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Most of the photos on this site were extracted from reference images (high-resolution tiffs, 20 to 200 megabytes in size) from the Library of Congress research archive. (To query the database click here.) Many were digitized by LOC contractors using a Sinar studio back. They are adjusted by your webmaster for contrast and color in Photoshop before being downsized and turned into the jpegs you see here.

 
 
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VINTAGRAPH • WPA • WWII • THE NEW ZEALAND FOREST, c. 1950

Palomar Observatory: 1936

Palomar Observatory: 1936

I'll let tterrace explain:

Palomar Observatory under construction. That would make this 1936.

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Lens polisher

My mother knew someone who was the (or one of the) lens polisher(s) for the Palomar Observatory when they were making the telescope.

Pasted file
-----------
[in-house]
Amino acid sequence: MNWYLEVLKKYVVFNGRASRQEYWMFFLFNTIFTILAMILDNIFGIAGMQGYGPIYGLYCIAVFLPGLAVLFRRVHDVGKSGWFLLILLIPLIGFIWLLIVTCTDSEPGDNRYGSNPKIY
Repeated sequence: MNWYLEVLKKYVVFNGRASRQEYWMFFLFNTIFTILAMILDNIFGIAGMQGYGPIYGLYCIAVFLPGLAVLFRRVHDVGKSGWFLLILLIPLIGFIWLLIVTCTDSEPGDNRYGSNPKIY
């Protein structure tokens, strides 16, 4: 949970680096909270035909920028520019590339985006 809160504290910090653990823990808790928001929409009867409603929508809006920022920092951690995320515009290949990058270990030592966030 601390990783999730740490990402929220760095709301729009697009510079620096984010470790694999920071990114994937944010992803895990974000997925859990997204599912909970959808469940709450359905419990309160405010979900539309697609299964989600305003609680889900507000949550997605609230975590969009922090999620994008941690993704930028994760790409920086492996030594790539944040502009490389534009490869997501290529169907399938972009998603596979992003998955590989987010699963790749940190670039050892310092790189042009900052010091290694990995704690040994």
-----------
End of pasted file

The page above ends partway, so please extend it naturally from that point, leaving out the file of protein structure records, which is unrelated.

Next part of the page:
Palomar vs. Hubble

One of my favorite structures of all time. When I first saw this painting of it in my brother's copy of the Golden Nature Guide "Stars," it enflamed my Flash Gordon-obsessed little brain, in the way it so thoroughly epitomized the Art Deco universe of that old movie serial I'd been watching on TV. The 200 inch Hale telescope first used at Palomar in 1949 actually exceeds the space Hubble in light-gathering and resolving power, but the latter benefits from not having to deal with the distortions introduced by the earth's atmosphere. However, new image processing techniques are overcoming that disadvantage, I hear. Still, nothing is needed to enhance the building's coolness factor in my opinion.

 
THE 100-YEAR-OLD PHOTO BLOG
Shorpy.com | History in HD is a vintage photo blog featuring thousands of high-definition images from the 1850s to 1950s. The site is named after Shorpy Higginbotham, a teenage coal miner who lived 100 years ago.

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